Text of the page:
“No Strings Attached” Aid Money Could Be Going to Execs, Not Patients
In October of 2020, half a year into pandemic shutdowns and restrictions, nursing home chain Genesis HealthCare paid its CEO a $5.4 million bonus. The money was certainly not a reward for a job well done: At the time, nurses were reporting PPE shortages and Genesis homes had a higher COVID-19 death rate than many competitors. Regardless, the company’s board approved the seven-figure “retention payment” and at the same time set aside $2.1 million for officer bonuses.
It turns out the payment wasn’t even effective: Genesis HealthCare CEO George Hager Jr. retired in January of 2021. He was sent off with a $650,000 bonus and a consulting contract with the company worth $300,000. Though Mr. Hager will be “repaying” some of the $5.4 million for tax reasons, the company plans to reimburse him over the next few years for all the money he returns.
When asked to explain the reasoning behind this bonus, the company pointed out Mr. Hager’s base salary had stayed fixed since 2017. However, on top of the $900,000 he earns yearly, Mr. Hager collected a bonus of $935,000 in 2020, presumably a pattern matched by past years.
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How Much Assistance Do Nursing Homes Need?
While the pandemic has cut into nursing homes’ profit margins in observable ways, it’s hard to say how much help the industry needs at the time. Losses brought on by an increase in staffing and overtime pay and a decrease in patients have been countered by aid including federal and state handouts, deferred taxes, and even advance payments from Medicare. With the complex business relationships that often involve payments to other related companies (owned by the same investors) for “services,” tracing nursing home finances is nearly impossible.
During the pandemic, the Centers for Medicaid and Medicare Services (CMS) changed its rules, allowing nursing homes to re-classify patients whose bills were paid by Medicaid. If the homes could show these patients needed “skilled care,” they could switch the patients to higher-paying Medicare services, and keep them there for twice as long—200 days versus the typical 100. According to Dave Grabowski, who teaches healthcare policy at Harvard, this rule change would allow facilities to “quadruple [their] revenue overnight for those residents.”
A Financial Free-for-All
Despite objections raised by watchdog groups and patient advocates, CMS did not evaluate nursing home finances or attach any restrictions to the bail-out funds before sending them out. Pandemic aid could be spent at a company’s discretion—practically an invitation to for-profit operators to pocket large sums of the money themselves.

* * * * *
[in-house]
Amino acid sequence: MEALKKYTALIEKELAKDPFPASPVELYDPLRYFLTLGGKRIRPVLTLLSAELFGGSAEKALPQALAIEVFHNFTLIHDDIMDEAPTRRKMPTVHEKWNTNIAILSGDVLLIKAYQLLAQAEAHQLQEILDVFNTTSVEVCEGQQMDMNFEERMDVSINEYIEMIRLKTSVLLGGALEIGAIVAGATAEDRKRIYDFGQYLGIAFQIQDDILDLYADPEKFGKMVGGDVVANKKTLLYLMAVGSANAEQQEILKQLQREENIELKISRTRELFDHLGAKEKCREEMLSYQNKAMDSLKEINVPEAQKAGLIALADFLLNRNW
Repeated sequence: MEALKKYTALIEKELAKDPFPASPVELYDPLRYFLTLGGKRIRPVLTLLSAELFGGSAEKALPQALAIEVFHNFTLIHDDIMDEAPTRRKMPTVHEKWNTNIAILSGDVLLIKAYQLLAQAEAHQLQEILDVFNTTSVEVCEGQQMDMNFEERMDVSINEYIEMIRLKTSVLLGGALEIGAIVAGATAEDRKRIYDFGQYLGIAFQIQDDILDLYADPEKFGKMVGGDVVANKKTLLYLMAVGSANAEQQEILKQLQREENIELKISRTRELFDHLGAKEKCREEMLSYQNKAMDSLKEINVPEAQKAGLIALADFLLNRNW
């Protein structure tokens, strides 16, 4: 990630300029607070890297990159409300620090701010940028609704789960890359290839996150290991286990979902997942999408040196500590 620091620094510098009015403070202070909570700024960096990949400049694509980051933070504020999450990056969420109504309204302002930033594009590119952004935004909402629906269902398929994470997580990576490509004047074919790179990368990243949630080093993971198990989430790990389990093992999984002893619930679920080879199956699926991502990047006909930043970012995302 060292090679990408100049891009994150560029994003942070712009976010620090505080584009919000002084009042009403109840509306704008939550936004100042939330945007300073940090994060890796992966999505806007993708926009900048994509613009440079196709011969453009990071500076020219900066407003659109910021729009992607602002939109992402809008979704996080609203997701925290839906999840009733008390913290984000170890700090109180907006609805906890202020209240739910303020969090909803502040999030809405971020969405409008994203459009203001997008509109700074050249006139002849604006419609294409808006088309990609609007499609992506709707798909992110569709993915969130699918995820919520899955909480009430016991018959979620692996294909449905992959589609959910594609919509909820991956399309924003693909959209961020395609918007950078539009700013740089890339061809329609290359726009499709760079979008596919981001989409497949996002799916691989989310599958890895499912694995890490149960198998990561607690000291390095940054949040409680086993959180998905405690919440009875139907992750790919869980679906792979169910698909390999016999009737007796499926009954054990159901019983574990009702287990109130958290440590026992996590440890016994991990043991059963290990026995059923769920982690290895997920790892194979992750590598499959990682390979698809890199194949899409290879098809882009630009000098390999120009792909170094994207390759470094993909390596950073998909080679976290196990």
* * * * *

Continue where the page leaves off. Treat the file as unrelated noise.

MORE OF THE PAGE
Aside from the millions Genesis HealthCare spent on its executives, publicly traded companies have been found continuing to pay shareholder dividends. Also among the recipients of federal aid: Nursing homes that have paid seven-figure settlements to the government after allegations of Medicare fraud.
Advocates agree the funding should be spent on increasing the numbers of staff and registered nurses at nursing homes—the factor that has been proven most effective in preventing COVID-19 outbreaks and other acts of patient neglect or abuse. Nursing assistants are famously underpaid; their median salary in 2019 was $13.38 per hour. Even registered nurses, who can make around $70,000 annually, have much better earning prospects elsewhere. Increasing wages would help these facilities attract and retain much-needed caregivers. Instead, many nursing homes that received federal funding have refused to pay employees’ sick leave—even when they’re quarantining after being exposed to COVID-19 at work.
Keeping the Pressure on For-Profit Nursing Homes
Senator Warren’s letter to Genesis HealthCare, which included a line saying its leadership “should not be seeking additional public funds while giving departing executives multimillion-dollar bonuses,” has hopefully put the company—and all for-profit nursing homes that failed to put CARES act payments toward patient care—on notice. The government has the authority to investigate companies that received taxpayer money, but given the lack of restrictions in the CARES act, it may be hard to hold nursing homes accountable for shuffling money through their systems to shareholders or executives.
On our part, we continue to hold nursing homes accountable when their profit-chasing leads to patient harm. The for-profit nursing homes that pay executives exorbitant amounts are often the facilities that are understaffed and not run to state or federal standards.
While our firm does not have standing to challenge Genesis HealthCare for its choice to award its CEO over $5 million during a deadly pandemic, we want nursing homes to know we are watching. We will not let their misconduct be swept under the rug.
Contact Brown & Barron, LLC at (410) 547-0202 if you have a nursing home abuse or neglect case. We provide free and confidential consultations.
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